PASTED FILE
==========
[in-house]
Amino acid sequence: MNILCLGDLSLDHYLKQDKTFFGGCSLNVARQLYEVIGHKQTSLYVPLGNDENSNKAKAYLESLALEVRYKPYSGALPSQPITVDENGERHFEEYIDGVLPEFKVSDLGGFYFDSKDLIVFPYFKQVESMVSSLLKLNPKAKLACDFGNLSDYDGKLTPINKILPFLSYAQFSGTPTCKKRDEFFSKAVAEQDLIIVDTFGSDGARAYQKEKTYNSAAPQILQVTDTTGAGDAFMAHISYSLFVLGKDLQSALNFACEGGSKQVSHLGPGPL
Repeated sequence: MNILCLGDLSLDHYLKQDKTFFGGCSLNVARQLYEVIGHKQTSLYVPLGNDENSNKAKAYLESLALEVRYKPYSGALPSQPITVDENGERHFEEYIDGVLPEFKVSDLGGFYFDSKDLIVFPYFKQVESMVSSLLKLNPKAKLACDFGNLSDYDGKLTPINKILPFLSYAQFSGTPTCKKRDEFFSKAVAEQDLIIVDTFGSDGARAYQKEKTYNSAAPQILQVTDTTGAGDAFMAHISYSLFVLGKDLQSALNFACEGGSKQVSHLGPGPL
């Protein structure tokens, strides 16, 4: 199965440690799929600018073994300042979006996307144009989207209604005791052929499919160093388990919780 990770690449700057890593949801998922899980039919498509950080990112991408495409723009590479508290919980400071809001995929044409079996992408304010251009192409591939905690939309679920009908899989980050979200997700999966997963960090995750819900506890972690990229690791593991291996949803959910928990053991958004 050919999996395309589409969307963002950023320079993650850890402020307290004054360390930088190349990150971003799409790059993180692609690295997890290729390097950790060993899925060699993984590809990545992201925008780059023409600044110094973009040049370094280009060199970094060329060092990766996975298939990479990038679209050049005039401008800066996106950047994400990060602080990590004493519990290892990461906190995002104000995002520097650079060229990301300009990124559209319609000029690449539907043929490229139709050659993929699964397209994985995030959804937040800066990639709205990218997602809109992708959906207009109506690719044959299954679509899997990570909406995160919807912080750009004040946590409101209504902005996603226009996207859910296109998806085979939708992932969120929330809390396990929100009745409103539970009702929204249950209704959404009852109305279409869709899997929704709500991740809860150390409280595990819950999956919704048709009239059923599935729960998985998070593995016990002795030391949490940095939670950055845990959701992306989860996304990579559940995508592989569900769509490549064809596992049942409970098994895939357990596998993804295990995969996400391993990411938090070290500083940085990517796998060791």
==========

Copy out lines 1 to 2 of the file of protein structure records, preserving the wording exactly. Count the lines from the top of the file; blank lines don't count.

[in-house]
Amino acid sequence: MNILCLGDLSLDHYLKQDKTFFGGCSLNVARQLYEVIGHKQTSLYVPLGNDENSNKAKAYLESLALEVRYKPYSGALPSQPITVDENGERHFEEYIDGVLPEFKVSDLGGFYFDSKDLIVFPYFKQVESMVSSLLKLNPKAKLACDFGNLSDYDGKLTPINKILPFLSYAQFSGTPTCKKRDEFFSKAVAEQDLIIVDTFGSDGARAYQKEKTYNSAAPQILQVTDTTGAGDAFMAHISYSLFVLGKDLQSALNFACEGGSKQVSHLGPGPL